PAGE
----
**a.** Here, we’ll need to set up our vertical equation with 21 on the top, and 3 on the bottom. 21 is the minuend, here, and 3 is the subtrahend. It should look like the following:

21

-3

**b.** Since we’ve lined up the 3 and the 1 in the ones place, we’re ready to regroup. We’ll borrow a 1 from the tens place, and carry it into the ones, leaving a one leftover in the tens place, and an 11 in the ones.

**c.** Now we can subtract 3 from 11 in the ones column, giving us 8, and drag the 1 in the tens place down to form a difference of 18.

Ready to give it a go?

Now it’s time for you to give a few of these problems a shot on your own. Feel free to consult the explanations, definitions, and practice problems above if you get confused or stumped on a question. And remember, practice makes perfect, so don’t get discouraged. Keep working through these problems and we promise you’ll get the hang of regrouping in no time!

*Click to reveal the answer.*

**13**

**-7 **

**How did we get here? **

- We’ve identified that the minuend is 13, while the subtrahend is 7.
- That means we can set up our vertical equation with the minuend (13) on top, and the subtrahend (7) on the bottom.
- We also know that both 3 and 7 are in the ones place, so they should be in the same column within our equation. This gives us the vertical equation written above.

**8**

**How did we get here? **

- First, we need to identify that the 3 and the 5 are in the ones place, so we’ll be subtracting 5 from 3 in this equation.
- 5 is greater than 3, so we know we’ll need to borrow a one from the tens column so we can actually subtract.
- So, we borrow a 1 from the tens column and place it next to the 3 in the ones column, making thirteen. Since we’ve technically subtracted 1 from the tens column, the two there becomes a one.
- Now, we can subtract in the ones column. 13 – 5 = 8.
- The tens column is left as 1 – 1, which gives us a difference of 0. That means the total difference for this problem is 8.

**45**

**-17**

**How did we get here? **

- First, we identify the minuend and the subtrahend so that we know which number to place on top, and which number to put on the bottom.
- Since we’re subtracting 17 cups away from the 45 already in the cabinet, we know that the minuend is 45 and the subtrahend is 17.
- We also need to identify which numbers are in which places. Both 4 and 1 are in the tens place, and 5 and 7 are in the ones, so these numbers should be in the same respective columns.
- We’re now ready to write our formula.

**18**

**How did we get here?**

- Here, we know that the minuend is 32 and the subtrahend is 14, since we are taking away 14 pencils from the total of 32.
- That means we can set up the following vertical equation:

32

-14 - Since the 4 in the ones column is bigger than the 2, we know we’ll need to regroup. Now, we’ll borrow a one from the tens column and carry it to the ones, giving us a 12 to subtract the four from.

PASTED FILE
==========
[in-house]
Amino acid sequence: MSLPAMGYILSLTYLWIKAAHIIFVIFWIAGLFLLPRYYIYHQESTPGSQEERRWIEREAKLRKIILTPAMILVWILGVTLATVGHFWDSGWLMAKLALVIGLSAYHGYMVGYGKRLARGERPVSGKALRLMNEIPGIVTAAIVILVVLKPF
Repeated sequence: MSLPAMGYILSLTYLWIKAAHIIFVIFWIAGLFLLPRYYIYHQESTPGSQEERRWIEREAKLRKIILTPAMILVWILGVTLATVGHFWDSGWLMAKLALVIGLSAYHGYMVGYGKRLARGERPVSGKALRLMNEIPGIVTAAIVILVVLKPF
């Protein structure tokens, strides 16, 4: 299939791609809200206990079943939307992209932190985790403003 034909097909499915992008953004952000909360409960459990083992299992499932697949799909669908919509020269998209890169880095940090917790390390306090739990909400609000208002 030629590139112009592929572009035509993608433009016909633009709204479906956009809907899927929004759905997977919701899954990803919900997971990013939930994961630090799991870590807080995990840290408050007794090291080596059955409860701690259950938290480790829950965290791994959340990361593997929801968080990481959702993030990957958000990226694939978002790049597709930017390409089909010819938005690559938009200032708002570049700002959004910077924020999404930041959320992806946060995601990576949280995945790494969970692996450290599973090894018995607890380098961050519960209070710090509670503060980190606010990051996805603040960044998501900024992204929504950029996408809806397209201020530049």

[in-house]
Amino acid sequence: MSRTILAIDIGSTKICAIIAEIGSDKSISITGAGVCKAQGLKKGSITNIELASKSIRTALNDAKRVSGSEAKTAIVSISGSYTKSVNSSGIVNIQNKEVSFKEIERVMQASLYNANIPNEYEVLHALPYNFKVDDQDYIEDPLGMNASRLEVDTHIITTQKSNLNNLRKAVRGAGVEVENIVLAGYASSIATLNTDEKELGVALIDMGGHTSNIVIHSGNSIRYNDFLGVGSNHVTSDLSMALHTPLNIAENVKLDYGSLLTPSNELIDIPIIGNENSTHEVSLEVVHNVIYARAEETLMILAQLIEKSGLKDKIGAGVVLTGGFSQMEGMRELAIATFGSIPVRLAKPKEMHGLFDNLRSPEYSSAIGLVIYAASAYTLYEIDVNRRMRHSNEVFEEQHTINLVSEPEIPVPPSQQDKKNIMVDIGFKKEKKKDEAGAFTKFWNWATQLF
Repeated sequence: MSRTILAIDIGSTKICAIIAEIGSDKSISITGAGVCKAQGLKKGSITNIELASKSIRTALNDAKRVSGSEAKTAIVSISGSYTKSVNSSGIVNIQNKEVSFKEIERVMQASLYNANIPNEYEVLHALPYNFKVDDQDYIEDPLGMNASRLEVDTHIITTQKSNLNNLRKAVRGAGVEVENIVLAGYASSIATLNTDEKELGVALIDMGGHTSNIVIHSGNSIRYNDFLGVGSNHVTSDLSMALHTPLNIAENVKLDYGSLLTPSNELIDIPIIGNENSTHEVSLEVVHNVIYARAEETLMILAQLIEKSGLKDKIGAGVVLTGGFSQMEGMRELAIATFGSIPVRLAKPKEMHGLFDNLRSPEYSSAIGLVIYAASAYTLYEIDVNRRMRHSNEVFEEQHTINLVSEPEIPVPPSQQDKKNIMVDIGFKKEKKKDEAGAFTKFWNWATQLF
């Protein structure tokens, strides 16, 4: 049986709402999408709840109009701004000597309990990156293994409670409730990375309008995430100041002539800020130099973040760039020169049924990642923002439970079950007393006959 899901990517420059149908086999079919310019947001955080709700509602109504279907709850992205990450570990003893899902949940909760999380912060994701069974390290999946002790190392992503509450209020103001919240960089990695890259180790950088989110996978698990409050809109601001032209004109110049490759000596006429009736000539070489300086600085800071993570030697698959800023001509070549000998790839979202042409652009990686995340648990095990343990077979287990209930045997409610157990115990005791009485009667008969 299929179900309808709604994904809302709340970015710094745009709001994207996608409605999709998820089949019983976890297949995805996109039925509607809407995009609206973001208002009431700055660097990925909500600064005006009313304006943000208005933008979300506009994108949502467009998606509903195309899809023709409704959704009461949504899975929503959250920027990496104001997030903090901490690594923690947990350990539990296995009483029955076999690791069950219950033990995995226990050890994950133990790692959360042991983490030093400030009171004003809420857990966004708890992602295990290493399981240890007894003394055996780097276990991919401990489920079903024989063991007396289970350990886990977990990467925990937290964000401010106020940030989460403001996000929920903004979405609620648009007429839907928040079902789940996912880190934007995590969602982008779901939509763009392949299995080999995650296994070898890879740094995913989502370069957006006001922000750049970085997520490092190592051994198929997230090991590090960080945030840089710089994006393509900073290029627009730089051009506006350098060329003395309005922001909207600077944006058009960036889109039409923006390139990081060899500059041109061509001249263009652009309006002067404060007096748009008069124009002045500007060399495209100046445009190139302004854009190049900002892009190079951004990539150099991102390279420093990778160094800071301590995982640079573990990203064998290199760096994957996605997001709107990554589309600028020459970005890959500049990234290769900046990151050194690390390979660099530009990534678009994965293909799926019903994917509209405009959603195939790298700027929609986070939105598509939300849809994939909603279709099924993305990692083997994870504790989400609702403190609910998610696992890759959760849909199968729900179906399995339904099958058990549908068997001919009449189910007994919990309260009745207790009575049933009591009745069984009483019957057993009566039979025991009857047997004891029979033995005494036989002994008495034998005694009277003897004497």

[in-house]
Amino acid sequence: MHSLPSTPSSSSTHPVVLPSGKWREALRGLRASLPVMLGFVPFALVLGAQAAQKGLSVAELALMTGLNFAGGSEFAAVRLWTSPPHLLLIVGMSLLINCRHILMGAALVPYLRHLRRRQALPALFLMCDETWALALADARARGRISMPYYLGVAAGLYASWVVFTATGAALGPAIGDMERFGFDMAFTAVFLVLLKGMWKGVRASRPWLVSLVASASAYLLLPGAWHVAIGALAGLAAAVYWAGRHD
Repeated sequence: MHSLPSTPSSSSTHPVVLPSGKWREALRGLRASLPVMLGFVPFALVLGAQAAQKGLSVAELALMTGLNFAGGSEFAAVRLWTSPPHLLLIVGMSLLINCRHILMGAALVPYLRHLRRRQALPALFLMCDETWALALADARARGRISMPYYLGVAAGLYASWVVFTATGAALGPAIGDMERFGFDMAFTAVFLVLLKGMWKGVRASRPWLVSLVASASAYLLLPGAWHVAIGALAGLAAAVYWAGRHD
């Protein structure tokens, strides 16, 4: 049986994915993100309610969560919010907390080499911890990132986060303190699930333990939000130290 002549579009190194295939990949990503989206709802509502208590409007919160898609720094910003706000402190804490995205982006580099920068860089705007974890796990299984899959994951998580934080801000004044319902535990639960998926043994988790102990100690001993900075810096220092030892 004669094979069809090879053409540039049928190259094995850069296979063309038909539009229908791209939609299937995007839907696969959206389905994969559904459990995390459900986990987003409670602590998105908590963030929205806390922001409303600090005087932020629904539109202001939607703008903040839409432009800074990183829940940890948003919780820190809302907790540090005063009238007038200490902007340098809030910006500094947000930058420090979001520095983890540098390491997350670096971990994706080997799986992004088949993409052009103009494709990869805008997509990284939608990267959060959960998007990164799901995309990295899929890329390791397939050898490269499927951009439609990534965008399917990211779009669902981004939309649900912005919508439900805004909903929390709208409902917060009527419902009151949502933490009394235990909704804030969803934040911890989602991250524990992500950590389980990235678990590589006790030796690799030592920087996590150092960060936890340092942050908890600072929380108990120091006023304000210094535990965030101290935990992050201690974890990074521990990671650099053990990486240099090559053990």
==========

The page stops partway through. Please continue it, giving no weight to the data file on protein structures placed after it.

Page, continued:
- The 3 in the ones column loses the 1 we borrowed, decreasing it to 2.
- Now, we can subtract the 1 from the 2 in the tens column, and the 4 from the 12 in the ones column.
- 2 – 1 = 1, and 12 – 4 = 8. We now write the 1 in the tens and the 8 in the ones, giving us a difference of 18.

**14**

**How did we get here?**

- The minuend for this problem is 22, and the subtrahend is 8. That means the 22 goes on top, and the 8 goes underneath it for our vertical equation.
- Since the 2 and the 8 are both in the ones column, we know we’ll have to borrow from the tens column, since 8 is greater than 2.
- That means we borrow a one, leaving a 1 leftover in the tens column, and carry it to the ones column, giving us a 12.
- Now we can solve 12 – 8, giving us 4. We aren’t subtracting anything from the 1 in the minuend since the subtrahend has no value in the tens column. We can simply write the 1 next to our 4 for a solved difference of 14.

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We understand that diving into new information can sometimes be overwhelming, and questions often arise. That’s why we’ve meticulously crafted these FAQs, based on real questions from students and parents. We’ve got you covered!

If you know how to do subtraction with regrouping – also known as borrowing or carrying – then you will be able to subtract any number from any *other* number.

This will help you as you progress from more basic level mathematics to more complicated mathematics!

Look at the number in the 10s place as being the number of 10s that exist in the number itself.

So, let’s say we have the number 24. To make the number 20, you need two 10s, right? That’s why there is a 2 in the 10s place!

Negative numbers do exist! When you’re subtracting a large number from a smaller number, you will get a negative answer. For example, 13 – 17 = -4, right?

But, when we use subtraction with regrouping, we are almost always subtracting a smaller number from a larger number. For example, in 13 – 4, 13 is still larger than 4. The issue is that, when you stack these numbers vertically, 3 is smaller than 4, so we need to borrow to make it easier to calculate.

When we borrow from the 10s column, the 3 becomes 13, and 13 – 4 is **9**.

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Lesson credits

Taylor Hartley

Taylor Hartley is an author and an English teacher based in Charlotte, North Carolina. When she's not writing, you can find her on the rowing machine or lost in a good novel.

Jill Padfield

Jill Padfield has 7 years of experience teaching high school mathematics, ranging from Alegra 1 to AP Calculas. She is currently working as a Business Analyst, working to improve services for Veterans while earning a masters degree in business administration.

Taylor Hartley

Taylor Hartley is an author and an English teacher based in Charlotte, North Carolina. When she's not writing, you can find her on the rowing machine or lost in a good novel.

Jill Padfield

Jill Padfield has 7 years of experience teaching high school mathematics, ranging from Alegra 1 to AP Calculas. She is currently working as a Business Analyst, working to improve services for Veterans while earning a masters degree in business administration.